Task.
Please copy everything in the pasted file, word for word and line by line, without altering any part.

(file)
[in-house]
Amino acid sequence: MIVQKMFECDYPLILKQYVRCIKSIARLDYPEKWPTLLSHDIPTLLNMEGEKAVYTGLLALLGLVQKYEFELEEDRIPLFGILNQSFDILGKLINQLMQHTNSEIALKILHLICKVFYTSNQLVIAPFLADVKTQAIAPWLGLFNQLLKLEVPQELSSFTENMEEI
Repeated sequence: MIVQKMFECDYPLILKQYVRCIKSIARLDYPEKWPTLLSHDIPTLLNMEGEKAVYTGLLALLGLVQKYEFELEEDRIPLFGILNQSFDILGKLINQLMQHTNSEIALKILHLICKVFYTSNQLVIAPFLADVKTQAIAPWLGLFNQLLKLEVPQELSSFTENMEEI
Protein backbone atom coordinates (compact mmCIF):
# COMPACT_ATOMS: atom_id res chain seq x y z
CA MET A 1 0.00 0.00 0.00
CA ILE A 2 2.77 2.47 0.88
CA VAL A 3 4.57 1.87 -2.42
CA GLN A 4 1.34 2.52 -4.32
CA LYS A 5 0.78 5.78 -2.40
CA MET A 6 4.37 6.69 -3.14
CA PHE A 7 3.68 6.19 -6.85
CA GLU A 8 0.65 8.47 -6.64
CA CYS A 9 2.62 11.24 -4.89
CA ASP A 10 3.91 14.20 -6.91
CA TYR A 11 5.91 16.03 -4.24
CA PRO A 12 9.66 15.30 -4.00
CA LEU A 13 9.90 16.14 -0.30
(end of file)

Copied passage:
[in-house]
Amino acid sequence: MIVQKMFECDYPLILKQYVRCIKSIARLDYPEKWPTLLSHDIPTLLNMEGEKAVYTGLLALLGLVQKYEFELEEDRIPLFGILNQSFDILGKLINQLMQHTNSEIALKILHLICKVFYTSNQLVIAPFLADVKTQAIAPWLGLFNQLLKLEVPQELSSFTENMEEI
Repeated sequence: MIVQKMFECDYPLILKQYVRCIKSIARLDYPEKWPTLLSHDIPTLLNMEGEKAVYTGLLALLGLVQKYEFELEEDRIPLFGILNQSFDILGKLINQLMQHTNSEIALKILHLICKVFYTSNQLVIAPFLADVKTQAIAPWLGLFNQLLKLEVPQELSSFTENMEEI
Protein backbone atom coordinates (compact mmCIF):
# COMPACT_ATOMS: atom_id res chain seq x y z
CA MET A 1 0.00 0.00 0.00
CA ILE A 2 2.77 2.47 0.88
CA VAL A 3 4.57 1.87 -2.42
CA GLN A 4 1.34 2.52 -4.32
CA LYS A 5 0.78 5.78 -2.40
CA MET A 6 4.37 6.69 -3.14
CA PHE A 7 3.68 6.19 -6.85
CA GLU A 8 0.65 8.47 -6.64
CA CYS A 9 2.62 11.24 -4.89
CA ASP A 10 3.91 14.20 -6.91
CA TYR A 11 5.91 16.03 -4.24
CA PRO A 12 9.66 15.30 -4.00
CA LEU A 13 9.90 16.14 -0.30